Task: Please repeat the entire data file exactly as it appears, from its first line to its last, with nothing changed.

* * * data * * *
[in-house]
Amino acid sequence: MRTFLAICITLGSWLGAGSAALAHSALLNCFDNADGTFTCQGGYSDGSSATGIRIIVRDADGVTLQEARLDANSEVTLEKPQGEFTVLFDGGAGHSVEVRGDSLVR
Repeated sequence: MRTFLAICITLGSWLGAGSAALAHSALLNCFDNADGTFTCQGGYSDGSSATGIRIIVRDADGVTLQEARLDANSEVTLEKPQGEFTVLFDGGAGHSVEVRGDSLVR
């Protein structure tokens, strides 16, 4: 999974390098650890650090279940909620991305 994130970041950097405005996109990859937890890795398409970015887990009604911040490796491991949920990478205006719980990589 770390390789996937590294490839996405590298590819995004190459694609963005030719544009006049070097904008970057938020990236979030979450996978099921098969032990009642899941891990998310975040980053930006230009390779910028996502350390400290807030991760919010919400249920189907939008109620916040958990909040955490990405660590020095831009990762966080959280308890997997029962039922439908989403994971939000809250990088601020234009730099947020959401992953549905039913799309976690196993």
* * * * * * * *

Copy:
[in-house]
Amino acid sequence: MRTFLAICITLGSWLGAGSAALAHSALLNCFDNADGTFTCQGGYSDGSSATGIRIIVRDADGVTLQEARLDANSEVTLEKPQGEFTVLFDGGAGHSVEVRGDSLVR
Repeated sequence: MRTFLAICITLGSWLGAGSAALAHSALLNCFDNADGTFTCQGGYSDGSSATGIRIIVRDADGVTLQEARLDANSEVTLEKPQGEFTVLFDGGAGHSVEVRGDSLVR
């Protein structure tokens, strides 16, 4: 999974390098650890650090279940909620991305 994130970041950097405005996109990859937890890795398409970015887990009604911040490796491991949920990478205006719980990589 770390390789996937590294490839996405590298590819995004190459694609963005030719544009006049070097904008970057938020990236979030979450996978099921098969032990009642899941891990998310975040980053930006230009390779910028996502350390400290807030991760919010919400249920189907939008109620916040958990909040955490990405660590020095831009990762966080959280308890997997029962039922439908989403994971939000809250990088601020234009730099947020959401992953549905039913799309976690196993």